I haven’t felt this conflicted about a movie in a very long time. The Amazing Spider-Man 2 isn’t a bad movie, necesarrily, but I don’t think I can call it a good one either. While Andrew Garfield’s Spider-Man is the best version of the character we’ve seen on the big-screen thus far, the movie’s plot is so weighed down by its own ambitions that it ends up becoming a dizzying mess of sadly untapped potential.
The movie picks up some time after the end of the first film, with Peter seeming to have finally adjusted to his role as his city’s costumed vigilante. He’s bold and daring, and makes saving the day look like a walk in the park, and with movements so quick and agile, watching him swing freely through the busy city streets becomes one of the most enjoyable aspects of the entire film.
Director Marc Webb seems to understand how Spider-Man moves and operates even better than Sam Raimi did, and never before has Spidey looked this good. His costume is wonderfully bright and nostalgic, and Garfield’s frequent banter and one-liners, even in the midst of a tense battle, seem to have been picked right off of a comic book page.
The Amazing Spider-Man 2 is by far one of the most classic superhero movies we’ve seen in the past year or two, and everything about it has a traditionally comic-book tone that makes the film’s proceedings feel, for the most part, fun and energetic.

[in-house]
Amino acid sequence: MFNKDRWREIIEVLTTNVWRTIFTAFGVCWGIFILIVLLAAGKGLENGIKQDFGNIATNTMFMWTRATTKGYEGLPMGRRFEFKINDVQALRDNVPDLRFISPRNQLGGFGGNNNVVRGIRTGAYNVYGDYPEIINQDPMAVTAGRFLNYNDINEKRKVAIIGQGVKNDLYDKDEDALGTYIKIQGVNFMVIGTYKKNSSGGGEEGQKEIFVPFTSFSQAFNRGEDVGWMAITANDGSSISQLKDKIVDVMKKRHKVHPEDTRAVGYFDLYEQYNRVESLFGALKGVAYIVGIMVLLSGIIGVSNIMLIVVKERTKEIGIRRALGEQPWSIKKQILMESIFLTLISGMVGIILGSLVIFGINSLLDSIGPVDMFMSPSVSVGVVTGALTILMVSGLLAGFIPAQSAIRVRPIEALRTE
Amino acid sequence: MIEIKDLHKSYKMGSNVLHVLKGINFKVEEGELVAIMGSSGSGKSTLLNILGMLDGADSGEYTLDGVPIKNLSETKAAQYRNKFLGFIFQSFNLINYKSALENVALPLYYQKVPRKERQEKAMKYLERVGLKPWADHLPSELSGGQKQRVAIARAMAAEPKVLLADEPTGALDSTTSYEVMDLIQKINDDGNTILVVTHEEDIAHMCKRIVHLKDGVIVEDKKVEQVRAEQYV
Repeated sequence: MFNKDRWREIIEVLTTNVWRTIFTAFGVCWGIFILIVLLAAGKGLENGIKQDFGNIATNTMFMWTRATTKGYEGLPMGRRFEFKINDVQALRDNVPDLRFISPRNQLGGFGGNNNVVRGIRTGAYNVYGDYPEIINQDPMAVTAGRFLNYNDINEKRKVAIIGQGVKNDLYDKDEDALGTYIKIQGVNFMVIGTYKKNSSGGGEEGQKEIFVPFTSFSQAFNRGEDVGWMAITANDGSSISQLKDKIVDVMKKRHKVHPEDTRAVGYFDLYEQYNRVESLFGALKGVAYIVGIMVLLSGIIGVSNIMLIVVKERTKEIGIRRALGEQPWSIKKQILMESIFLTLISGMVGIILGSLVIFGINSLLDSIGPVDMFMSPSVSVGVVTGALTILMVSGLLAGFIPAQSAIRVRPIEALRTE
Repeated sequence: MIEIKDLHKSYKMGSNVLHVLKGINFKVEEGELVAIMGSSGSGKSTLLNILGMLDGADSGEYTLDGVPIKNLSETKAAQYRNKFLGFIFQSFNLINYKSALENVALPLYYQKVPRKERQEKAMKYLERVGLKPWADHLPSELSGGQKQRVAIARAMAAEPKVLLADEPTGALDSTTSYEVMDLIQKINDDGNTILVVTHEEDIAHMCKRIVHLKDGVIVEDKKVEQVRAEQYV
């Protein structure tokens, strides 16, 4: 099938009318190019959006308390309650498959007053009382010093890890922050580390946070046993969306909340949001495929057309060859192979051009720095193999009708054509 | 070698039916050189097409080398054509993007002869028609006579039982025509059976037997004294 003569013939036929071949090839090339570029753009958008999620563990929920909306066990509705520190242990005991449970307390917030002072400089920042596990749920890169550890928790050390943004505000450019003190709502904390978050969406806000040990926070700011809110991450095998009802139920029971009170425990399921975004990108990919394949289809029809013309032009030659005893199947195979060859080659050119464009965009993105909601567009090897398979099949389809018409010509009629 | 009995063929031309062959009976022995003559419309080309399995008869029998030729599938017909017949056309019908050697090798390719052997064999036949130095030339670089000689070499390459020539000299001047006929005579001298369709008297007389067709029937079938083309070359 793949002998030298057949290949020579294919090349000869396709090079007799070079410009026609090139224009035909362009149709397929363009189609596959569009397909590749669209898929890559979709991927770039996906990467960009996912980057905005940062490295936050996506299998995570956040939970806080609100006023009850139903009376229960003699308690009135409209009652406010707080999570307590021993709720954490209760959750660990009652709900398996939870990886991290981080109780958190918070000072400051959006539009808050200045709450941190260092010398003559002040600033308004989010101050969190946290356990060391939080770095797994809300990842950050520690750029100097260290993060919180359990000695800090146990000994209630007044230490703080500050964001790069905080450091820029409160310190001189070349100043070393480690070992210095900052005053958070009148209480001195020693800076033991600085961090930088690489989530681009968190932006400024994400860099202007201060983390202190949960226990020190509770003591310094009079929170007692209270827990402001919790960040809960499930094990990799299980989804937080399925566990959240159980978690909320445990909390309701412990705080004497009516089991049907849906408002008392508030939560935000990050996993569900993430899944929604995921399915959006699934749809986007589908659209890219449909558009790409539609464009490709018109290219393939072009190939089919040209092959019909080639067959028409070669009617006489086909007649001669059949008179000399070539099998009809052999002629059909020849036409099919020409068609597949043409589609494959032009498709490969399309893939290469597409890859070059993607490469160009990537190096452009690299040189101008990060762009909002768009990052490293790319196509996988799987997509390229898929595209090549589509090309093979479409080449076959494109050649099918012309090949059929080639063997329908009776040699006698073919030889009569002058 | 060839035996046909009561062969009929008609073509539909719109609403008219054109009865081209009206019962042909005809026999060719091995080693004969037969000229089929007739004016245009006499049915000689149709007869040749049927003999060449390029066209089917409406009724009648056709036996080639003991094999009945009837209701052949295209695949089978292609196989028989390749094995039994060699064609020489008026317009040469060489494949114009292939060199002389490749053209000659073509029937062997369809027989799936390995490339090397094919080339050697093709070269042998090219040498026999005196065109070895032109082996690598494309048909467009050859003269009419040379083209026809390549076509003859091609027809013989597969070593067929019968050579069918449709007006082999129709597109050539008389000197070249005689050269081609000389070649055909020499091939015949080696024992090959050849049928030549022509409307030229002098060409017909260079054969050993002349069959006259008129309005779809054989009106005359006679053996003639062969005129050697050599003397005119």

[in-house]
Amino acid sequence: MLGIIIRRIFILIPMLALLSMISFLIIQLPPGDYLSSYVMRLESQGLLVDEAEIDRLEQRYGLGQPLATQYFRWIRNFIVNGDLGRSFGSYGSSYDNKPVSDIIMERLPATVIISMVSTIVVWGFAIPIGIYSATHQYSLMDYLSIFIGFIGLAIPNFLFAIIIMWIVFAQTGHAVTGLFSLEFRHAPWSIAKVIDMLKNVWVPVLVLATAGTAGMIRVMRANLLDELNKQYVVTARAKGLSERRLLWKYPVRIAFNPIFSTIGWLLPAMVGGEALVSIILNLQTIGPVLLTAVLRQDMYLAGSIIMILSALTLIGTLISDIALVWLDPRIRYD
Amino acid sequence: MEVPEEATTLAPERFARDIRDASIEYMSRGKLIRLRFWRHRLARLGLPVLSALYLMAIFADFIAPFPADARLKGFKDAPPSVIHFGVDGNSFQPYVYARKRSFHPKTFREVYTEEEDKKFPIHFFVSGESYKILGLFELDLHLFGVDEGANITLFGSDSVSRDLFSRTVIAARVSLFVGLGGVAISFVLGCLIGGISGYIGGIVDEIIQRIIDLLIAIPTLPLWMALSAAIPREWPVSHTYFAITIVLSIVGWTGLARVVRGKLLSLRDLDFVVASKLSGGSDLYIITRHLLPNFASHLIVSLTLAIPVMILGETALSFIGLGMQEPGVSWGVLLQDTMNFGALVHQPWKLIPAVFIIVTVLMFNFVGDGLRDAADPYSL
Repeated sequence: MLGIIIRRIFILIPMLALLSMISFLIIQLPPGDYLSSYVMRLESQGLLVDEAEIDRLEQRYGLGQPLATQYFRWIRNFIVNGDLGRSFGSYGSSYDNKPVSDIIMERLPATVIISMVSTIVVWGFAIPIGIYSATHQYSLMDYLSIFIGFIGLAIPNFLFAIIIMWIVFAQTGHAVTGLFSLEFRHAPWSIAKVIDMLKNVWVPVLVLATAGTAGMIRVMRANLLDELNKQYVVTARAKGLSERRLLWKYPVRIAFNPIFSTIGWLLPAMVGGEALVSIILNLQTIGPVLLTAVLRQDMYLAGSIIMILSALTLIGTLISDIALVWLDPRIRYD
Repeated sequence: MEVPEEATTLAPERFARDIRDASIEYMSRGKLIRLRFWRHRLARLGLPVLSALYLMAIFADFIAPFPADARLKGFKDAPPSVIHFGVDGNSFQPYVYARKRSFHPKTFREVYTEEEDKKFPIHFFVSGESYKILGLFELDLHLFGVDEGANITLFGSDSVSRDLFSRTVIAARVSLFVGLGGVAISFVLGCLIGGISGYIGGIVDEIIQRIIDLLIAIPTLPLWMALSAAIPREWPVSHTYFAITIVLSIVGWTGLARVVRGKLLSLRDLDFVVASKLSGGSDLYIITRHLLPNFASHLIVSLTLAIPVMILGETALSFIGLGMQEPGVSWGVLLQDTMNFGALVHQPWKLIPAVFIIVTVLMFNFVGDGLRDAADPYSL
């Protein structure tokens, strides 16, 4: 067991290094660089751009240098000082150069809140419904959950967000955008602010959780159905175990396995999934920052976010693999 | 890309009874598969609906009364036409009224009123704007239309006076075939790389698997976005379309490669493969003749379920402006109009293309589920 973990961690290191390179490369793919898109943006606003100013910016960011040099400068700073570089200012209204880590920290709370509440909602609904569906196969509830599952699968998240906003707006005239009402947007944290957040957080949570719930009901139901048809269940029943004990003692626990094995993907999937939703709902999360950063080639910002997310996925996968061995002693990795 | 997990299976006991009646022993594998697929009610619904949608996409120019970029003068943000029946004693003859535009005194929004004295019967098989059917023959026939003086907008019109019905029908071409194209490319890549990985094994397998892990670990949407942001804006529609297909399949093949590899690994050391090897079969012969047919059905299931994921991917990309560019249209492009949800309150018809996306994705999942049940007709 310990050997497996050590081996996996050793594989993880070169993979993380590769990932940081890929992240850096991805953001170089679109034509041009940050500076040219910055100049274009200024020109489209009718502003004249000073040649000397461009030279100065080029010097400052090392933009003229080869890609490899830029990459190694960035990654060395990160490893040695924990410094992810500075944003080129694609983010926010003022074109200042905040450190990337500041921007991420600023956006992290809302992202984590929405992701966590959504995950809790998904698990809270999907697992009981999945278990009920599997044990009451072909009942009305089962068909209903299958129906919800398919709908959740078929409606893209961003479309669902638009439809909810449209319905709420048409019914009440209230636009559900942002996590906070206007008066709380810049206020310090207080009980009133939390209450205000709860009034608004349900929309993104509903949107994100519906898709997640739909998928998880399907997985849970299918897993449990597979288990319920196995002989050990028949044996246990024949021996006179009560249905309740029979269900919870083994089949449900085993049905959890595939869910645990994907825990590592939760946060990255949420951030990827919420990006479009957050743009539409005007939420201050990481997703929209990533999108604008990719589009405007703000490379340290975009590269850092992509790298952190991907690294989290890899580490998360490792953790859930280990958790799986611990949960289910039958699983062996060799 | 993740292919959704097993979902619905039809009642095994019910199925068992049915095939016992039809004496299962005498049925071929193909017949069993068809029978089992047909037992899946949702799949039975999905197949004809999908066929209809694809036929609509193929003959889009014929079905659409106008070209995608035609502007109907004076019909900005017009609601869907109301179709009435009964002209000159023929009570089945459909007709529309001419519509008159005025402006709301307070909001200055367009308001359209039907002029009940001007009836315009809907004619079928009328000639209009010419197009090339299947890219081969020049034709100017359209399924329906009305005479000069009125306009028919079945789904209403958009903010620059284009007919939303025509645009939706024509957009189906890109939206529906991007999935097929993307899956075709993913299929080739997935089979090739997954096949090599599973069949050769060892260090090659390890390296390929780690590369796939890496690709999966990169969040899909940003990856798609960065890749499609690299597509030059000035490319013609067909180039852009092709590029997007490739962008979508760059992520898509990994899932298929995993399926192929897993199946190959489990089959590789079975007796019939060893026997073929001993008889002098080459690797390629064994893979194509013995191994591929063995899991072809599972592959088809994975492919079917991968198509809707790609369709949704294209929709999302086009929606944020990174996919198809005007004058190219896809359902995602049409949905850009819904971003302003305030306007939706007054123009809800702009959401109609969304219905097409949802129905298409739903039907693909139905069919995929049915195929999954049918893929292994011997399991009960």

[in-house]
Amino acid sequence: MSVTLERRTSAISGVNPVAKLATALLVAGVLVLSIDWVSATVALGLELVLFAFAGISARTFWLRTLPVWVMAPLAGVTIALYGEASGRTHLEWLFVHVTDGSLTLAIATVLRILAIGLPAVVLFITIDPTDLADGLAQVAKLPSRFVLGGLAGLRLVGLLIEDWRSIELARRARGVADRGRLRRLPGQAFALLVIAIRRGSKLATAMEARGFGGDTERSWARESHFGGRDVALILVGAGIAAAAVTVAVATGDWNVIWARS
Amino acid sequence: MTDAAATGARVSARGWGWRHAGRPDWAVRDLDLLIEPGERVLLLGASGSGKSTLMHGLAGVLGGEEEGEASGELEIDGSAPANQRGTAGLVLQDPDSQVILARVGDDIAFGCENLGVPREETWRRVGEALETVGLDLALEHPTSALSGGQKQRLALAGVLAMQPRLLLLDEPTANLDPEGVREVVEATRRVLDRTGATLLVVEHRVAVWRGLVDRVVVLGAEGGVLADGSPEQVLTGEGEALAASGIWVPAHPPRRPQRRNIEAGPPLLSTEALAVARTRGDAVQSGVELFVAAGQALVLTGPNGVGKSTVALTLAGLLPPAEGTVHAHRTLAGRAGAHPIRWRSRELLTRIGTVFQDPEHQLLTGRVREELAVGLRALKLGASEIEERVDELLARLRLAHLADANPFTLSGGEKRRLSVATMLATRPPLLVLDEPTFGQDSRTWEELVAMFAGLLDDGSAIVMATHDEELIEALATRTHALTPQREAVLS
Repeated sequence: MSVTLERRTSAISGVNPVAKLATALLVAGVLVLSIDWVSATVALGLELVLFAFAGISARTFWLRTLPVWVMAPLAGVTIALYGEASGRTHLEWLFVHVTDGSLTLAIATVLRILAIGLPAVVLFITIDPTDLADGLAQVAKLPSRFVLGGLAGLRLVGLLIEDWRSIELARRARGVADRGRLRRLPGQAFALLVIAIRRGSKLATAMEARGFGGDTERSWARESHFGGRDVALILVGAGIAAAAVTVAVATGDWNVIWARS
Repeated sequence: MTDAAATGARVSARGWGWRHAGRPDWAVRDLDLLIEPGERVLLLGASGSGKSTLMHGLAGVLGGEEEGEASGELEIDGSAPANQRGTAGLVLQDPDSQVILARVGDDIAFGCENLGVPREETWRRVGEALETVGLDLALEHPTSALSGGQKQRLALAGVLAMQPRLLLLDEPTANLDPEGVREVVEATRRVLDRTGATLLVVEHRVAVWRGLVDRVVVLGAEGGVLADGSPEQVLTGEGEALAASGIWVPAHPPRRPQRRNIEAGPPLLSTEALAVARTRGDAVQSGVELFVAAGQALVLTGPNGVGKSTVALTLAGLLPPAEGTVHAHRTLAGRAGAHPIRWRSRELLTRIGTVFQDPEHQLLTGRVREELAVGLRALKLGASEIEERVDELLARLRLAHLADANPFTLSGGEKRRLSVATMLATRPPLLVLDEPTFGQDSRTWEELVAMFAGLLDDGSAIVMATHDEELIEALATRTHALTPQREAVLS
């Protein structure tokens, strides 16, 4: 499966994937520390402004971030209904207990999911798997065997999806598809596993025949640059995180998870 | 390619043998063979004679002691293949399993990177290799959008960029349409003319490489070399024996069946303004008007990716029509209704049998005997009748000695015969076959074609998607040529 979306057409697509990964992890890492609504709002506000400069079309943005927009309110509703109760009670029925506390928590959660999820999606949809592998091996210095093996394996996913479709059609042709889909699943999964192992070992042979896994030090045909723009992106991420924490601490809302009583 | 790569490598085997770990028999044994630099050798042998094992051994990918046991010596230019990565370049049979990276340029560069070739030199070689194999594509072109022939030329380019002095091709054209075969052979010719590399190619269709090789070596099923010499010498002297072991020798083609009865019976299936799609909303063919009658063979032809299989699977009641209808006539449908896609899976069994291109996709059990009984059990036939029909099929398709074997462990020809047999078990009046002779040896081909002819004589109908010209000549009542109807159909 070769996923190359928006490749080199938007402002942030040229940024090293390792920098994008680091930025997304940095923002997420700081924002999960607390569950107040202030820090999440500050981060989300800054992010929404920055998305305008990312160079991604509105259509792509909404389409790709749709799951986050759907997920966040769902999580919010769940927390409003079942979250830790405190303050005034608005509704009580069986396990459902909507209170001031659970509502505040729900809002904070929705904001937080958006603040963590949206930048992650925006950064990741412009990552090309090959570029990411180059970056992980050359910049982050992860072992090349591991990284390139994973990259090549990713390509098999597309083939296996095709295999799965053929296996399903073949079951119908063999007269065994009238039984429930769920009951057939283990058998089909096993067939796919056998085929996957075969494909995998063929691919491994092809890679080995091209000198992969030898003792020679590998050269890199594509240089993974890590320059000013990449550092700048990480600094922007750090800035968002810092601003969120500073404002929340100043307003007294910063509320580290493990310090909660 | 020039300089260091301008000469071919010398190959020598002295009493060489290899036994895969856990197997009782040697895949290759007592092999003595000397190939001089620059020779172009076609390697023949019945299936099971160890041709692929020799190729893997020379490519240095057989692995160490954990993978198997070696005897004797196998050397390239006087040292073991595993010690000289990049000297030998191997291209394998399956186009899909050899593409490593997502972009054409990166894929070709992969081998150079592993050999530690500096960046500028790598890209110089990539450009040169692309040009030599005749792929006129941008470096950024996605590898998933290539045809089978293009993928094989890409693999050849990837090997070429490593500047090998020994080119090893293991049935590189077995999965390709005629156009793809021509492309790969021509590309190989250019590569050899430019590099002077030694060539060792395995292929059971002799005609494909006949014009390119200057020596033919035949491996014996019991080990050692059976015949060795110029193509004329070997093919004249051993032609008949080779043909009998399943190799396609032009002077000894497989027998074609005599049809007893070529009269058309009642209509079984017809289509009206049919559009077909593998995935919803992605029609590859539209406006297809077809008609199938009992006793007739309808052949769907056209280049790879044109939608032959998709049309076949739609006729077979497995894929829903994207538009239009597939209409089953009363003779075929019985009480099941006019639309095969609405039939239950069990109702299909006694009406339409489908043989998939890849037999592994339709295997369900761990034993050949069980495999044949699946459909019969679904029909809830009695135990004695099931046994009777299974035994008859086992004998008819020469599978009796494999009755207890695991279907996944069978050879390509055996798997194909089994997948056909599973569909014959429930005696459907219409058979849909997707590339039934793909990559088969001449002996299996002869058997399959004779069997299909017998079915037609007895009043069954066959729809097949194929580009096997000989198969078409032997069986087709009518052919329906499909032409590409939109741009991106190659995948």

His moves seem effortless, and Webb directs each and every action sequence with a keen eye for the dramatic, perfectly capturing the essence of the graceful web-slinger we all know and love. Garfield’s Peter Parker may be a little too awkward at times, but he’s such a capable actor that he makes it work, and watching him easily transition back and forth between Peter and Spider-Man is truly impressive.
However, the script for Spider-Man’s newest adventure is so heavy and over-populated that it nearly succeeds in derailing the entire thing in the end. This is where Marc Webb seems to have gone wrong, and while his intentions were in the right place, he just tries to do so much with his movie that he actually accomplishes very little.
There are at least five different plot threads all running concurrently throughout the film’s overly lengthy running time, and as much as I enjoyed seeing so many different sides of Spider-Man and the world he’s living in, none of these plots get the attention they deserve and never end up reaching the heights they so desperately tried to achieve.
The first Amazing Spider-Man movie tried to do something unique with the character’s origin by involving Peter’s father, but that particular plot thread was never developed enough to feel like anything more than a side-note. For this movie, we were promised a fuller, more complete understanding of who Richard Parker was, but sadly, the results are just as confusing as they were in the first movie.
Outside of a couple cool flashbacks, the plot never implements Peter’s parents in any kind of meaningful way, and it only ever leaves us asking more questions that aren’t likely to be answered. Thankfully, Sally Field’s Aunt May is able to salvage a lot of it simply because she’s such a great performer, but much like the rest of the movie, The Amazing Spider-Man 2 just can’t seem to juggle more than one plot all that well.